When I made this necklace to “use up” unacceptable (to my partner) white pixies, I envisioned a lampwork version of those ‘pearls floating on invisible cord’ multi-strand necklaces of cheap beads, glued (or more rarely crimped) onto the stringing cord, spaced an inch or more apart. The stringing cable companies started making colored, and most recently gold and silver, cable to work with this sort of design.
As a fad, the pearls floating in space was short-lived, and my viceral reaction to gluing beads—even the cheapest of freshwater pearls—thereby rendering them no longer beads, and thus, single-use—was such that I was relieved. But I was intrigued by the textural aspects of beads “floating” on thread, and attempted something similar with this piece, achieving the contrast by using colorless 2mm quartz (of which I had a great deal) with frosted glass and iridescent pixie-dust coated lampwork hollows.
Necklace, early 2000s? Thread (probably nylon), gold fill and gold plate, frosted glass, quartz, lampwork. The focal was double strung, that is, the thread inside the large bead was strung with liquid gold, to position the beads, protect the thread and give a bit of interior gleam.
I also incorporated a “twist and shout” focal, onto which I'd put various looping extensions, the better and more interesting options for stringing. I cannot claim this design, though my piece differs from the inspiration in that it is a) a bead b) a hollow bead and c) not nearly so well executed. Despite its being hollow, it's still heavy, and along with the rest of the glass, made this piece, shall we say, substantial in weight.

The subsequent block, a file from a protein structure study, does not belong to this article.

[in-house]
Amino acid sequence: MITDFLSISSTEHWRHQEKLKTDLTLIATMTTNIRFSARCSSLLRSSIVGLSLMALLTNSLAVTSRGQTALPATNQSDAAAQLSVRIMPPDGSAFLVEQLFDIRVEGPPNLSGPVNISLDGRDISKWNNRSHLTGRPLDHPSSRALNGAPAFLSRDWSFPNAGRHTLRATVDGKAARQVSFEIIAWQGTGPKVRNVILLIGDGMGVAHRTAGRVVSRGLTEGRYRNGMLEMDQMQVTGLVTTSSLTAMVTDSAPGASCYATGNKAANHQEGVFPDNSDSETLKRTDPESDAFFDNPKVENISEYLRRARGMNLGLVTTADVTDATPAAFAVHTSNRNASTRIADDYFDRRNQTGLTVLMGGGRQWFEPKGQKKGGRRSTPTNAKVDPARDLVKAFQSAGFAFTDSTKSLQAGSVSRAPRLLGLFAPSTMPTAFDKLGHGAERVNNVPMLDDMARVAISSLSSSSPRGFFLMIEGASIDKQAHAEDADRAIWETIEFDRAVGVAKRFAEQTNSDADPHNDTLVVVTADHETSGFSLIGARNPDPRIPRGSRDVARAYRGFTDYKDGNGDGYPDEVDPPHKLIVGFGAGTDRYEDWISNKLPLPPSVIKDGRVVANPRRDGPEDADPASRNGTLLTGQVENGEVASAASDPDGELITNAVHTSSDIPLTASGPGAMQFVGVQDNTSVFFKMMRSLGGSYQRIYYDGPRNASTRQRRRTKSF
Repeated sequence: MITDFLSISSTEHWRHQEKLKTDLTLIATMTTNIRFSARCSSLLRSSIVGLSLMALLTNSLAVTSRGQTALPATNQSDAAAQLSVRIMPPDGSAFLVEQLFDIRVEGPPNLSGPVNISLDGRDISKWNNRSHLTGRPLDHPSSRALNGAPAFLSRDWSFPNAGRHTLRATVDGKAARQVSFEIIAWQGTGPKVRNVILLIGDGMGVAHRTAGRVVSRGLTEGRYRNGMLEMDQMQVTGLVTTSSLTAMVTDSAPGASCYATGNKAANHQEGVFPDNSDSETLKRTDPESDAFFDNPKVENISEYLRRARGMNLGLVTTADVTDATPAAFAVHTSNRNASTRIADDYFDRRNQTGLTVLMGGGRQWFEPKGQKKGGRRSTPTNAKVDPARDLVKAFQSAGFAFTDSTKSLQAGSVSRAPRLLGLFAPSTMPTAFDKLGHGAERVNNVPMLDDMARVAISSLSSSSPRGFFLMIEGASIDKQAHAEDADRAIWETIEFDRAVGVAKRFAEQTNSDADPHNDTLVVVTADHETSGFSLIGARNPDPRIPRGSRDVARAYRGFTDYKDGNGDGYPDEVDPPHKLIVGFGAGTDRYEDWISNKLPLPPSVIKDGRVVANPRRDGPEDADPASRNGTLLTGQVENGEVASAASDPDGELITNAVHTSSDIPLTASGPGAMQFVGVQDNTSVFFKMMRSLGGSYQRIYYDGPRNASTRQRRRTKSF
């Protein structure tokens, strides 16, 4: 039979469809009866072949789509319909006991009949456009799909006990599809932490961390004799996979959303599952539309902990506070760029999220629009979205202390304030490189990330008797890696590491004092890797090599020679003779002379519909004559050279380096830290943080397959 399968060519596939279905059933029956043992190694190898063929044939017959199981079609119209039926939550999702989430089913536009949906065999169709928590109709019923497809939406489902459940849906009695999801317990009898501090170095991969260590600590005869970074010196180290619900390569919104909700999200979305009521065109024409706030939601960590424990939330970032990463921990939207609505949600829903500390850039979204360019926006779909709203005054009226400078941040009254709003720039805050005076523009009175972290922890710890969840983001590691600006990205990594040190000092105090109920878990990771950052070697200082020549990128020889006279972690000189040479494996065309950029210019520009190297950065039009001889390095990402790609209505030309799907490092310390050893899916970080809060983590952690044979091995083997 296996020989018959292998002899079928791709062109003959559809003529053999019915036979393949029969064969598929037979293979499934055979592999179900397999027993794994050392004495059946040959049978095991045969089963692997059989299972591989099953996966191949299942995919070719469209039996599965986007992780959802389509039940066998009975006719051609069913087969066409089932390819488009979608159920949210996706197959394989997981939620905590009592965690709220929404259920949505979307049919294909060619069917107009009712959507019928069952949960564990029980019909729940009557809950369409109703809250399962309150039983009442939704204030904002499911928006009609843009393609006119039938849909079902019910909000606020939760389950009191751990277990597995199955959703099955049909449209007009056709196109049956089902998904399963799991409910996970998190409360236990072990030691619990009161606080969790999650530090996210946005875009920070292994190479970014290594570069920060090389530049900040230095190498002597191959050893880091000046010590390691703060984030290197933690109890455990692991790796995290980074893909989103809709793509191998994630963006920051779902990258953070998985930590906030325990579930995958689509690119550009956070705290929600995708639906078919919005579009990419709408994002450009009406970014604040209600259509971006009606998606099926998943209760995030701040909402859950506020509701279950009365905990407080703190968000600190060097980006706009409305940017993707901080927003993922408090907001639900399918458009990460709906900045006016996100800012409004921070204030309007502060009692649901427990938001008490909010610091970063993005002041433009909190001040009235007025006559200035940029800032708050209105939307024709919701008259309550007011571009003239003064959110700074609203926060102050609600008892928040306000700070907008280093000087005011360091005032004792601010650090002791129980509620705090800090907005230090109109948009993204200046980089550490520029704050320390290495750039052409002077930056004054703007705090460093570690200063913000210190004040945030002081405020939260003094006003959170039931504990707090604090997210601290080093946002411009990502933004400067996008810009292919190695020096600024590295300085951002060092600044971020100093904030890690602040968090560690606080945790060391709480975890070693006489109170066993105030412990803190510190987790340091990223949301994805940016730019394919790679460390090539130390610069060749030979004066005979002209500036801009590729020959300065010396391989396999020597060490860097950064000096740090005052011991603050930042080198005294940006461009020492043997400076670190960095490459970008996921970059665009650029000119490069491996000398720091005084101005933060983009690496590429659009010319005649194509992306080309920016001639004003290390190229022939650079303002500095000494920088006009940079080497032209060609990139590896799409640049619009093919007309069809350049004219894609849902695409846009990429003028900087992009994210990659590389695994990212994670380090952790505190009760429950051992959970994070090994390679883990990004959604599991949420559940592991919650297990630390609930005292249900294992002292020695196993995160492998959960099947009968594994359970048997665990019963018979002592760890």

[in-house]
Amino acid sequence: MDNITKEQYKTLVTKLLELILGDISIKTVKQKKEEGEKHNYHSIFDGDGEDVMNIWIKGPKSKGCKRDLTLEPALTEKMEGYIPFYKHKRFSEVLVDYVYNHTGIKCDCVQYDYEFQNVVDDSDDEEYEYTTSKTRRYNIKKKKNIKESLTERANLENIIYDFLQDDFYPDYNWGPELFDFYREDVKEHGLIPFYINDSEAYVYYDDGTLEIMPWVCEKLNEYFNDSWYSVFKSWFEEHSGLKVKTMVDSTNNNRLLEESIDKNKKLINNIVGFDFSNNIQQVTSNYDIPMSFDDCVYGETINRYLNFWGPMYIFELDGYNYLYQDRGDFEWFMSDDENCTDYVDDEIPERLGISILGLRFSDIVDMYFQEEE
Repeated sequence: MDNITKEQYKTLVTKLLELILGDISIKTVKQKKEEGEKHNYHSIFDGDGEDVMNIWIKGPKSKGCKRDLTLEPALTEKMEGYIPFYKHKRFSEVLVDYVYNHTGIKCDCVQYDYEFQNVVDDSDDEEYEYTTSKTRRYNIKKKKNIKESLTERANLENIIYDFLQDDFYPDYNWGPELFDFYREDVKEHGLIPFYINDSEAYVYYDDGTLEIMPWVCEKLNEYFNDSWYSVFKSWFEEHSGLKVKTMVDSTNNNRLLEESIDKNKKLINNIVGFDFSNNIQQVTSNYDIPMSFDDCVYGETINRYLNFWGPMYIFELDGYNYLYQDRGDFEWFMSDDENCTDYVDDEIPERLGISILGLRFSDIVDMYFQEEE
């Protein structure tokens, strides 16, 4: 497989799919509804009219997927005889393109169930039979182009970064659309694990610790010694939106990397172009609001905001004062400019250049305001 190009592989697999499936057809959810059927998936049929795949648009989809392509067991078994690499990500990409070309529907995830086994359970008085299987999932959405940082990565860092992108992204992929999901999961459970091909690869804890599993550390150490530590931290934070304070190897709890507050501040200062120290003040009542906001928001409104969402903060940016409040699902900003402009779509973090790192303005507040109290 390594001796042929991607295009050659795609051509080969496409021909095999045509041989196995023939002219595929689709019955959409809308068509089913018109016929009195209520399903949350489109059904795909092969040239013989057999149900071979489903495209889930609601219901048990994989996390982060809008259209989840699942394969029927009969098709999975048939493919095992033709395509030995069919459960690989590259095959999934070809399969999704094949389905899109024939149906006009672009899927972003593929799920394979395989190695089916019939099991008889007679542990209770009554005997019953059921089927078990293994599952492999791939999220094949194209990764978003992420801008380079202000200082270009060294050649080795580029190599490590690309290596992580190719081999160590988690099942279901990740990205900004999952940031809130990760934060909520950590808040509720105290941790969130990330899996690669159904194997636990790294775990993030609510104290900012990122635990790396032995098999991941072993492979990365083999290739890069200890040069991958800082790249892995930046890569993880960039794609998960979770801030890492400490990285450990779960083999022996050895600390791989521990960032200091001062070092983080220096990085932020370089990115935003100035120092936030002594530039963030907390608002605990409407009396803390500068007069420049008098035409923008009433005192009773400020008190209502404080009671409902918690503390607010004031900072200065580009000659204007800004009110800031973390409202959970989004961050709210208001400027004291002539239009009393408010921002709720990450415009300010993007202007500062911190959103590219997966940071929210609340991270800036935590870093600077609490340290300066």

It never sold, and I couldn't even give it away: the woman to whom I gave it as a Christmas gift returned it, because, she said, it was too heavy, she'd never wear it, and didn't want to keep something she'd never use—better to let me find an appreciative home for it.
That's probably one of the more honest (if unintentional!) critiques I've received of my work in the last several years, but I was loathe to take all that work apart. The idea may have been stupid, and I should've known better (weight is a huge issue in this country) but I thought I did a good job on the technical end; moreover, stringing on thread is becoming rare (I didn't want the dark steel showing through 2mm quartz, as I recall—perhaps if the silver beadalon had been available I would've chosen that...)
closeup of bead tip and french wire finishing. Note the diagonal placement of each for balance. French wire is of course considered a better finish, but I used bead tips where the thread was cut to deal with the knots. Note also the tarnish on the clasp, rendering the piece unsalable. Just as well: it made cutting it a little easier.
Now the piece remains only in these pictures, and my memory.
file created 31mar06; added tags, 25may2018
Unless otherwise noted, text, image and objects depicted therein copyright 1996--present sylvus tarn.Sylvus Tarn